Is Google flirting with the e-word?

So here’s the scenario: You’re surfing the web, and you come across a webpage that includes an ad for Volvo. When you hit the page, it drops a “cookie” on your machine, and then for the next few weeks (or months) the traffic-tracking firm comScore Media Metrix follows you around the Internet to see whether you search for the word “Volvo,” whether you visit the Volvo website, how long you stay there, and so on. And who is helping comScore put this little package together? Why, your friend Google, according to the Washington Post.

Does that seem just a little bit evil? It does to me, although I can’t really say what I don’t like about it. I know that lots of sites use cookies, and I know that comScore tracks people all the time — and I know that Google keeps all kinds of information about my search history. Heck, I volunteered to let them do that, because I thought it would help their search technology get better.

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So why does the Volvo thing bother me? I’m not sure. Maybe it’s that comScore’s tracking software is pretty close to spyware, as this post describes, even though the company says that those who download it are fully informed.

I know that Google has to find ways of making its ads more relevant for advertisers. Not only is AdSense click fraud a potential cancer eating away at the heart of the massive Google profit machine, but the company obviously wants to expand into new markets, and so it has to find ways to convince advertisers that its advertising works. I just wish it didn’t have to look over my shoulder and watch what I’m doing — and then give it all to an advertiser — without telling me.

8 thoughts on “Is Google flirting with the e-word?

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  2. I can sort of understand the uneasy factor about this type of solution. I personally go back and forth. I guess, as long as it’s tied to my PC only, and used to serve me ads that I’m more likely to be interested in I don’t have an issue.

    If, however, I search “Volvo” one week and then the next get piled with physical junk mail at home from Volvo because Google has tied my PC w/my Google account (which has my address through my AdSense profile) Then yeah – over the line.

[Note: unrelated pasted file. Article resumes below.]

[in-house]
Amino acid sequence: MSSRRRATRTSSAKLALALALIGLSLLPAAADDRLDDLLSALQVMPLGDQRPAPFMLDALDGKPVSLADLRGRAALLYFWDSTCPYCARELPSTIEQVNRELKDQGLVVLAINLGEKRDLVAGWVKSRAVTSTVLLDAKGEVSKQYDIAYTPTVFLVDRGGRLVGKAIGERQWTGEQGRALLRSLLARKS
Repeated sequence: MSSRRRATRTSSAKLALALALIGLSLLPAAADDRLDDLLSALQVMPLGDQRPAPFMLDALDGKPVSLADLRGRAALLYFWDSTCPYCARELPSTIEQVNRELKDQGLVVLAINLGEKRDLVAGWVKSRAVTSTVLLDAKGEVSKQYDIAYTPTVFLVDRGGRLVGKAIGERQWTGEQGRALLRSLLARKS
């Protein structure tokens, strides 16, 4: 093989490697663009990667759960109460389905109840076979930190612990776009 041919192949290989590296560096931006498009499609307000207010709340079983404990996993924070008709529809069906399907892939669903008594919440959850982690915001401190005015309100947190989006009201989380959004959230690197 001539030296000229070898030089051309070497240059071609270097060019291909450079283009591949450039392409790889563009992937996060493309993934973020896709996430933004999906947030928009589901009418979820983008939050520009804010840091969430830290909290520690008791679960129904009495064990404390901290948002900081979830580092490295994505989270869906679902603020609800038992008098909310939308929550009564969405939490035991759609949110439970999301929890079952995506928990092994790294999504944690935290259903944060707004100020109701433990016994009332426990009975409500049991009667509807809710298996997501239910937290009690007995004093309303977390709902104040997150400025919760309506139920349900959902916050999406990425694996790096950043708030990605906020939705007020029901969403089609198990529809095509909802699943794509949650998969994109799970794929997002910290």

3. Hi Mathew,

    Great post… the search engines want to solve the relevance problem. Ultimately there is really only one way to do that, know more about the person i.e. me. Their current approach is cookies which as you say looks over my shoulder and reports back to the mother ship. You then correctly state the fear, is that I have NO choice in the matter.

    So parsing that further the problem it then becomes, how do I not only make ads more relevant AND allow my customer base to opt-in or out as they desire?

    What if I allowed Google to know more about me every time I did a search and I also allowed Volvo (because I like Volvo’s) to know more about me. My name, address and phone number is all public information. I’m willing to share it with them as long as they don’t abuse my privacy. What I want in return is “relevant, pin-point targeting adverts” which tell me about Volvo’s. AND (this is critical) I want those ads to be localized to a region no more than 10 miles from where I live. Finally I want to be able to opt-in at my leisure.

    So lets list the problems that the search engines currently have…

    • They don’t know much about me (my interests)
    • They don’t know where I live
    • They have know idea how to connect local business advertisers to my interests and location
    • They don’t know how offer me all of the above in real time when I log on with my mobile device while traveling (say I’m in San Francisco and a dealer there is running a special on Volvo’s)

    Finally if they knew all of the above the ads would become so targeted and so relevant that I’m almost compelled to click on them – especially if there is some additional temptation i.e. discount/coupon. Also if they (Google and Volvo) knew where I was when I clicked on those ads it would reduce click fraud.

    I don’t mind ads, I don’t mind sharing my personal data, what I hate is ads that are not relevant and someone abusing my privacy. After all I share my credit card info every time I buy something, when someone abuses that I show my displeasure by not going there anymore. That’s why I never click on any ads…. It’s because they are never relevant to me or where I live.

    All the best,

    Peter

  4. Thanks for the comments, Ryan and Peter. I think you both touched on the hard part, which is using personal information to make ads more relevant but without crossing a line and abusing people’s privacy. That’s the Holy Grail.

  5. What would worry me more would be if, having looked at a Volvo web page and been “cookied”, and then Google figured out an algorithm to track every other vehicle manufacturer whose page I visited. Would be a gold mine of competitive information that any vendor would lust for. However, that would be a definite invasion of privacy.

    As an aside, having been a Volvo owner since 1972, I don’t think there is much Volvo could learn about me by tracking me on the Internet.

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